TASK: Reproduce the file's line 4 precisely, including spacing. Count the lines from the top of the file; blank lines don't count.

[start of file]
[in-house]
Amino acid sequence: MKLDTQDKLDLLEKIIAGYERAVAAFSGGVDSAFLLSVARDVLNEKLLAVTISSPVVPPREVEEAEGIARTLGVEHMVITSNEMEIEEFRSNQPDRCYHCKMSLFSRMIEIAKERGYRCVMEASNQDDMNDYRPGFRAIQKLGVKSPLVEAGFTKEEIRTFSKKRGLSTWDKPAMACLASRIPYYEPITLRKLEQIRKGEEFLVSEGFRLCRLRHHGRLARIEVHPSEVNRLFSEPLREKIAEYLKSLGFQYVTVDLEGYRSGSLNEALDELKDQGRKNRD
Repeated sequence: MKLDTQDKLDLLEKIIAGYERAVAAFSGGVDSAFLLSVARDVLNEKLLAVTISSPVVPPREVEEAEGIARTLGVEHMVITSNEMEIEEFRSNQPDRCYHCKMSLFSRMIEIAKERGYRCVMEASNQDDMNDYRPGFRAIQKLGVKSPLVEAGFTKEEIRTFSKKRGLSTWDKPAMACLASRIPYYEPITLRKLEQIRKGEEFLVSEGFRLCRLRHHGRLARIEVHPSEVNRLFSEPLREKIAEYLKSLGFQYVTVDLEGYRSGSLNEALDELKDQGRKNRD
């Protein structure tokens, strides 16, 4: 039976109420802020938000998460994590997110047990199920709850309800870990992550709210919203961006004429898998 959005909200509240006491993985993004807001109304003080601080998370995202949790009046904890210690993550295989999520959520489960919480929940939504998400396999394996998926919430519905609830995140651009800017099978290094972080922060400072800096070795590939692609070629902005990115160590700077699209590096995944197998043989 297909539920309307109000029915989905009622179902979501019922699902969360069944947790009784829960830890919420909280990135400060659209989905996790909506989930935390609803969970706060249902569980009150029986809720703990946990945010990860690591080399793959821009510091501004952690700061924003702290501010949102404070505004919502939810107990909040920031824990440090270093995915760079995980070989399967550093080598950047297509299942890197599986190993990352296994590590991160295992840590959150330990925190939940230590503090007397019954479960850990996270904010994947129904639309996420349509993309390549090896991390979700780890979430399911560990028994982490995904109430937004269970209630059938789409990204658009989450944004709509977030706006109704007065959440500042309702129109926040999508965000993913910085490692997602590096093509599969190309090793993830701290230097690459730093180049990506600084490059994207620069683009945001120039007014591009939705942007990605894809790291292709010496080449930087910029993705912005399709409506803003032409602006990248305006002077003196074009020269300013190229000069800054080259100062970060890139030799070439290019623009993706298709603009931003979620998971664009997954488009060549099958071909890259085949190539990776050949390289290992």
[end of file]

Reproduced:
């Protein structure tokens, strides 16, 4: 039976109420802020938000998460994590997110047990199920709850309800870990992550709210919203961006004429898998 959005909200509240006491993985993004807001109304003080601080998370995202949790009046904890210690993550295989999520959520489960919480929940939504998400396999394996998926919430519905609830995140651009800017099978290094972080922060400072800096070795590939692609070629902005990115160590700077699209590096995944197998043989 297909539920309307109000029915989905009622179902979501019922699902969360069944947790009784829960830890919420909280990135400060659209989905996790909506989930935390609803969970706060249902569980009150029986809720703990946990945010990860690591080399793959821009510091501004952690700061924003702290501010949102404070505004919502939810107990909040920031824990440090270093995915760079995980070989399967550093080598950047297509299942890197599986190993990352296994590590991160295992840590959150330990925190939940230590503090007397019954479960850990996270904010994947129904639309996420349509993309390549090896991390979700780890979430399911560990028994982490995904109430937004269970209630059938789409990204658009989450944004709509977030706006109704007065959440500042309702129109926040999508965000993913910085490692997602590096093509599969190309090793993830701290230097690459730093180049990506600084490059994207620069683009945001120039007014591009939705942007990605894809790291292709010496080449930087910029993705912005399709409506803003032409602006990248305006002077003196074009020269300013190229000069800054080259100062970060890139030799070439290019623009993706298709603009931003979620998971664009997954488009060549099958071909890259085949190539990776050949390289290992």